ANALYSIS | The results are in for two West African Presidential elections and as is so often the case in regional politics, the results are not entirely simple. After five years of delay in Côte d'Ivoire (or the oft anglicized Ivory Coast), a rival President has been elected, MSNBC reports. For neighboring Guinea to the northwest, a one-time exile and political prisoner has become the first democratically elected President in the nation's history, according to the BBC. In both cases, the results have been contested, and the prospects for peaceful transition remain uncertain in both nations.
Two Close Nations, Similar Tragic Stories
Ivory Coast and Guinea are more than neighbors. They've had an intertwined history. Ivory Coast's first President and, consequently, strong man Félix Houphouët-Boigny, was a political rival of Guinea's first President Ahmed Sékou Touré, according to Wikipedia. Over the years, both countries have seen their share of violence. Ivory Coast disintegrated into civil war after the death of Houphouët-Boigny, and Guinea is still technically ruled by a military junta which took power following the death of long-time President Lansana Conté. Guinea also became a major center for refugees fleeing civil war in neighboring Sierra Leone and Liberia.
Where Guinea never really flourished under a Marxist government, Ivory Coast was considered the "Paris of Africa" in the early '70s as MSNBC noted. The nation became divided between a Muslim, immigrant north and a Christian, native Ivorian south, and the various parties involved in the conflict turned to politics instead. Though President Laurent Gbagbo managed to hold power five years beyond his initial five-year term, he finally held elections.
Signs of Chaos Emerge in Ivory Coast
As reported the BBC, rival northerner and former Prime Minister Alassane Ouattara won by 54 percent to Gbagbo's 46 percent. When the results were announced, ECOWAS (Economic Community of West African States), the European Union, Carter Center, the African Union, and the U.S. breathed a collective sigh of relief, agreeing that the vote had been fairly held.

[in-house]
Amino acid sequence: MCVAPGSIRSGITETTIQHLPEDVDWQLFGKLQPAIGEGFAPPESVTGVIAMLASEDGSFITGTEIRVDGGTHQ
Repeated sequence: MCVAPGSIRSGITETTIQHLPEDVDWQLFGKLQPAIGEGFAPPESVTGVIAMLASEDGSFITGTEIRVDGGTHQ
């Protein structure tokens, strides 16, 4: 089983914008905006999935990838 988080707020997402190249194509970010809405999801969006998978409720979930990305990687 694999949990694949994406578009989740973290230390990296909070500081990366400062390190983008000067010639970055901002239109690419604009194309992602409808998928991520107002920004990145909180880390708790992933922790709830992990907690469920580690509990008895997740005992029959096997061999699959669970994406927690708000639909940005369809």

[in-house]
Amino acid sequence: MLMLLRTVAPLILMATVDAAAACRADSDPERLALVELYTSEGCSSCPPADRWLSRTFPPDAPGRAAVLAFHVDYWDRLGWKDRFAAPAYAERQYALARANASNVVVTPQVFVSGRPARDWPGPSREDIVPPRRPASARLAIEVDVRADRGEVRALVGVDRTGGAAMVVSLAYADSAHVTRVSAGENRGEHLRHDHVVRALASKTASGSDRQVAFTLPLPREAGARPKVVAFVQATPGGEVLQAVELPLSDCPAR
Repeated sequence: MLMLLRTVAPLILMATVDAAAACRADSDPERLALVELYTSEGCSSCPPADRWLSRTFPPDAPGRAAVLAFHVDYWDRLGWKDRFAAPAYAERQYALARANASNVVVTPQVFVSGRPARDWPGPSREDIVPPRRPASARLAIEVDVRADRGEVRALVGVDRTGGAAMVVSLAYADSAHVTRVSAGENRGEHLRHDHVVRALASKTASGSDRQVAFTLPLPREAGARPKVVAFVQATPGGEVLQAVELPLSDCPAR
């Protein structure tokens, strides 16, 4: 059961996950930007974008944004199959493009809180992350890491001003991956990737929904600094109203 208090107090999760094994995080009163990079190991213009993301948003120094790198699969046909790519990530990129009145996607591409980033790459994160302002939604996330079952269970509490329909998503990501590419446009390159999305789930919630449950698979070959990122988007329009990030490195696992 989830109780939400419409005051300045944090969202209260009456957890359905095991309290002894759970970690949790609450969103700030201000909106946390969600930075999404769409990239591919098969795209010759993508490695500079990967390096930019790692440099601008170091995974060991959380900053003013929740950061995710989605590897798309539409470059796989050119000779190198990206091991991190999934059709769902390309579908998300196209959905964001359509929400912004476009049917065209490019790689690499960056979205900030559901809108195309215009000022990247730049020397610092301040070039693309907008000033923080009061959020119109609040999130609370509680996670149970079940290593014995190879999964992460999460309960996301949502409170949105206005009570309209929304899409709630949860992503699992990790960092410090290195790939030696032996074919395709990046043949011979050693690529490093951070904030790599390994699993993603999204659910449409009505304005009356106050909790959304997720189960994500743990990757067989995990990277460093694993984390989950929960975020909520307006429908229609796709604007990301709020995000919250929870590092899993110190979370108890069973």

But on Dec. 3, all parties were surprised to hear that the judicial arbitrator of electoral issues, the Constitutional Council, had determined that the results of the run-off election had to be thrown out due to massive fraud in the north- Ouattara's power base. The jurist on the Council is a Gbagbo appointee.
Borders in the Ivory Coast were closed on the 3rd, and the UN Security Council is, according to AfricaNews.com, deciding what to do in response and has said they will take unspecified "appropriate action" to make sure the initial results are respected.
Cooler Heads May Prevail in Guinea
AfricanNews.com reports that Guinea's border also closed, surprising neighbors. The country had also had an run-off election in November, and the country has been awaiting the results of a Supreme Court decision regarding whether too much fraud had taken place for the vote to be credible. President-elect Alpha Conde and ex-prime minister Cellou Dalein Diallo asked their followers to respect the results, BBC reported, trying to defuse violence that had followed the run-off result announcement. As the Supreme Court decided in Conde's favor today, it appeared that Diallo accepted the results. Both men had represented rival ethnic groups and their power bases.
The impoverished nation could potentially grow in power and wealth if it remains stable, as it is the world's largest supplier of bauxite.
BBC News, " Guinea's Alpha Conde confirmed presidential poll winner "
Kingsley Kobo, " Tensions high in Ivory Coast, borders close " AfricaNews
Kingsley Kobo, " Opposition leader wins Ivory Coast elections " AfricaNews
Samuel Okocha, " Guinea poll: Court confirms Conde's win " AfricaNews
Samuel Okocha, " S Leone surprised at Guinea border closure " AfricaNews
BBC News, " Guinea's Diallo concedes election defeat to rival Conde "
BBC News, " Ivory Coast poll overturned: Gbagbo declared winner "
Petra Cahill, " Déjà vu all over again in Ivory Coast? " MSNBC.com
AllAfrica.com, " UN Envoy Speaks Out As Council Names Gbagbo Election Winner "
Wikipedia, " Ahmed Sékou Touré "